St Bernards Well was discovered by schoolboys fishing in1760. In 1789, the present circular Roman temple structure was added with Hygeia, the Goddess of Health in the centre.


The walk continued through Canonmills and Bonnington to the official end of the walk at Victoria Bridge in Leith. The historic swing bridge is currently being restored and we passed a statue of Sandy Irvine Robertson sitting on a bench. He was a wine merchant, charity campaigner and founder of the Scottish Business Achievement Awards, and instrumental in bringing the ex-Royal Yacht Britannia to Leith. The bronze is by Lucy Poett. http://lucypoett.com/

The earliest evidence of settlement in Leith comes from several archaeological digs undertaken in The Shore area in the late 20th century. Amongst the finds were medieval wharf edges from the 12th century. This date fits with the earliest documentary evidence of settlement in Leith, the foundation charter of Holyrood Abbey. Leith has had a chequered history with Mary Queen of Scots landing there with no welcoming party to greet her! Leith is Scotland’s largest enclosed deep-water port with a capability of handling vessels up to 50000DWT and has direct access to Edinburgh. Today, it is known as one of the ‘Coolest Neighbourhoods in the World’ packed with boutiques, galleries and restaurants.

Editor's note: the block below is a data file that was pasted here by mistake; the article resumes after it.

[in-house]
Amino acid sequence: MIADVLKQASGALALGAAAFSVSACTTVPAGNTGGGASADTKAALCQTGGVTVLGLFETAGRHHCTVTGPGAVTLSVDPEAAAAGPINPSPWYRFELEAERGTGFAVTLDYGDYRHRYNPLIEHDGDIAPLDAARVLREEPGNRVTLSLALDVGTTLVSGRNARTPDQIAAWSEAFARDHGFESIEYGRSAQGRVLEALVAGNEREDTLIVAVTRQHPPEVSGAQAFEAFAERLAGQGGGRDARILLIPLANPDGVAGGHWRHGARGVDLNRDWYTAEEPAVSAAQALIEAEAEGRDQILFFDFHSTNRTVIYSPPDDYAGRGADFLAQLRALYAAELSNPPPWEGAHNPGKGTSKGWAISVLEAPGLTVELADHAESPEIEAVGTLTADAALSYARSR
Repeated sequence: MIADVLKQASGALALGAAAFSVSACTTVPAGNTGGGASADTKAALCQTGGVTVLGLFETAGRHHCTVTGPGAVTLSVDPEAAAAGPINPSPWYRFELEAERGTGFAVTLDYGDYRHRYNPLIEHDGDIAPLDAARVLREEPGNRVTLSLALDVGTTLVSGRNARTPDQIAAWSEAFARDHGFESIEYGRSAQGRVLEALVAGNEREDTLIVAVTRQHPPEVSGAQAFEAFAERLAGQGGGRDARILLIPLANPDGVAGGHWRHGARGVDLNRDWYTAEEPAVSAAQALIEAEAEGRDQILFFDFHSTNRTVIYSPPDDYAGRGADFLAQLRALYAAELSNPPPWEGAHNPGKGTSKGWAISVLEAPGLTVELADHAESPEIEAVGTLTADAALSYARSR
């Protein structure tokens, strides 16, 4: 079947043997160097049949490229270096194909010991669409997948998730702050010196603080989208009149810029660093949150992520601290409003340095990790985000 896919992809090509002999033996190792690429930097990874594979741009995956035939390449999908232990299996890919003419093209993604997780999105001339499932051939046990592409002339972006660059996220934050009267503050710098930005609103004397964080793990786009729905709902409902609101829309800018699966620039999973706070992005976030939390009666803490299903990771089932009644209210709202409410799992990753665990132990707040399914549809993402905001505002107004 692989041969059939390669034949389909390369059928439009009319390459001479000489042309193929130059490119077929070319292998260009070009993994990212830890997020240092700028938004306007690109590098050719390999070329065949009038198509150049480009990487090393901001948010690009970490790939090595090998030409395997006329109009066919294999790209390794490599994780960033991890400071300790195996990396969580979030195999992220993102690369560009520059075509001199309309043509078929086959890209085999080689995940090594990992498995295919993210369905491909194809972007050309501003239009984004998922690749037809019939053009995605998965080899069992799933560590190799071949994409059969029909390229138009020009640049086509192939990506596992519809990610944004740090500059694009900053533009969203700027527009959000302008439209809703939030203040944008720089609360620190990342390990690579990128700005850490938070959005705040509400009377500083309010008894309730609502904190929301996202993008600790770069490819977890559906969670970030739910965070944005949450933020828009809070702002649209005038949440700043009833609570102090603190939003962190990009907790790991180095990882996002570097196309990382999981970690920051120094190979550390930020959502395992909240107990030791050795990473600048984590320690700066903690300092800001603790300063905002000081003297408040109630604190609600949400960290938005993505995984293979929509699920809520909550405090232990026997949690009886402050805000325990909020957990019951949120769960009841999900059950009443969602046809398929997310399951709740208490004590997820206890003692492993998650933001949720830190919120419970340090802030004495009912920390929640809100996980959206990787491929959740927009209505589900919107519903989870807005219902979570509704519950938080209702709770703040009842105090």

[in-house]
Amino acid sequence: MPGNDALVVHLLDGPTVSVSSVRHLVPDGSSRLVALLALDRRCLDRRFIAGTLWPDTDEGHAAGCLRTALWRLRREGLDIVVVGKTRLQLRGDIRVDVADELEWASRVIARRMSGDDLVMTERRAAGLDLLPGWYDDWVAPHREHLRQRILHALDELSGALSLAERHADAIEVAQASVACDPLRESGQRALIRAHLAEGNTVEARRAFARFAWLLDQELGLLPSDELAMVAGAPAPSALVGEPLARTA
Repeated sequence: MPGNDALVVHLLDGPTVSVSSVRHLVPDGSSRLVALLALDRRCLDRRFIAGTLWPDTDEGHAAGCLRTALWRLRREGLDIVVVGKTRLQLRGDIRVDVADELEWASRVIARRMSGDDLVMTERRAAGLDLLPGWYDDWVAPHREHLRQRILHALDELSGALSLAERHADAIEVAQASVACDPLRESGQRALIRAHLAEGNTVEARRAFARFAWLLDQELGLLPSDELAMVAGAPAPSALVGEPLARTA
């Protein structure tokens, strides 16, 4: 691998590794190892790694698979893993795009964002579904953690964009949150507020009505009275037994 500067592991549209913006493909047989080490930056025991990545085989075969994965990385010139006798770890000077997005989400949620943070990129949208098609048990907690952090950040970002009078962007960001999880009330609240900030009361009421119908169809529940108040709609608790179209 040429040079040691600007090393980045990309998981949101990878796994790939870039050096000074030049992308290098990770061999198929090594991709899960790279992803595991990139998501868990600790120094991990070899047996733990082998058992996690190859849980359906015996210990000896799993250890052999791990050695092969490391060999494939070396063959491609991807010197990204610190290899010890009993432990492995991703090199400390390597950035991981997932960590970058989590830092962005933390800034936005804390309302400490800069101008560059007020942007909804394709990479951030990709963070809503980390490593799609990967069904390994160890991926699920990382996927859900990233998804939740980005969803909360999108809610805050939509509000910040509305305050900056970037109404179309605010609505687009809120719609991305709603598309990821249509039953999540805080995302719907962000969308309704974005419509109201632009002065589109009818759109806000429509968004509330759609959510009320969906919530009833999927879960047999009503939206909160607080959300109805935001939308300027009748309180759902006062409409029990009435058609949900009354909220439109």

Station Piano

We walked on to Ocean Terminal for the bus back to the centre of Edinburgh and caught the train back to Glasgow Queen Street Station where a young man was playing the station piano beautifully. Inspired by the success of the St Pancras Station, London piano, other groups have gone on to install their own at railway stations around the country. There are now at least 34 pianos available to play on station concourses.

Thanks to Frances A for organising and leading this walk. It is hard work being a leader having to plan walks then recce them before leading a group. We very much appreciated the walk and the excellent leadership.

Coming attraction. John Muir Trail Part 1







Ciaran Ryan at Celtic Connections 2024